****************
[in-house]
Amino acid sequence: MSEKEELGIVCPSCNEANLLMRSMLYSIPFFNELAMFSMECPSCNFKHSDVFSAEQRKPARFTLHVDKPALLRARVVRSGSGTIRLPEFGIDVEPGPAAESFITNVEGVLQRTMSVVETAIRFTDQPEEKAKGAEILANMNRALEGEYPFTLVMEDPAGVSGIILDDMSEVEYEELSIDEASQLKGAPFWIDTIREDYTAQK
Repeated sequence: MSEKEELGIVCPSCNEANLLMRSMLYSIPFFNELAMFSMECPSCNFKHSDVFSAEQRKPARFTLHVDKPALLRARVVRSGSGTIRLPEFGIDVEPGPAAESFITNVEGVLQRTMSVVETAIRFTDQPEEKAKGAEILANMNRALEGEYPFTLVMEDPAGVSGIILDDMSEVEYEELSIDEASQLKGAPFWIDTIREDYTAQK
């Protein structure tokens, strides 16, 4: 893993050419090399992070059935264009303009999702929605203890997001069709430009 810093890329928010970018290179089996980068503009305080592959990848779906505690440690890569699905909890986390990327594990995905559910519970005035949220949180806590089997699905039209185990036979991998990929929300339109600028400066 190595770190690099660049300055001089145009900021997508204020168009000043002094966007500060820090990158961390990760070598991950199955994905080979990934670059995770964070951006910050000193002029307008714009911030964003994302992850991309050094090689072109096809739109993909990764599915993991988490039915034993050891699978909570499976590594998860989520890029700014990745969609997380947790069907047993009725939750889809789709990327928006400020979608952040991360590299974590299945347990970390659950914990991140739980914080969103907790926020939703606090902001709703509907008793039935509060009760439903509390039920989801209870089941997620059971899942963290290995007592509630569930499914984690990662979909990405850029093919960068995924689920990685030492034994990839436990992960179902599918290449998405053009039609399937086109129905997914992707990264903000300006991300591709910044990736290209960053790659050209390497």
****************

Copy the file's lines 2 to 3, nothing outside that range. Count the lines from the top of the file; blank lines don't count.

Amino acid sequence: MSEKEELGIVCPSCNEANLLMRSMLYSIPFFNELAMFSMECPSCNFKHSDVFSAEQRKPARFTLHVDKPALLRARVVRSGSGTIRLPEFGIDVEPGPAAESFITNVEGVLQRTMSVVETAIRFTDQPEEKAKGAEILANMNRALEGEYPFTLVMEDPAGVSGIILDDMSEVEYEELSIDEASQLKGAPFWIDTIREDYTAQK
Repeated sequence: MSEKEELGIVCPSCNEANLLMRSMLYSIPFFNELAMFSMECPSCNFKHSDVFSAEQRKPARFTLHVDKPALLRARVVRSGSGTIRLPEFGIDVEPGPAAESFITNVEGVLQRTMSVVETAIRFTDQPEEKAKGAEILANMNRALEGEYPFTLVMEDPAGVSGIILDDMSEVEYEELSIDEASQLKGAPFWIDTIREDYTAQK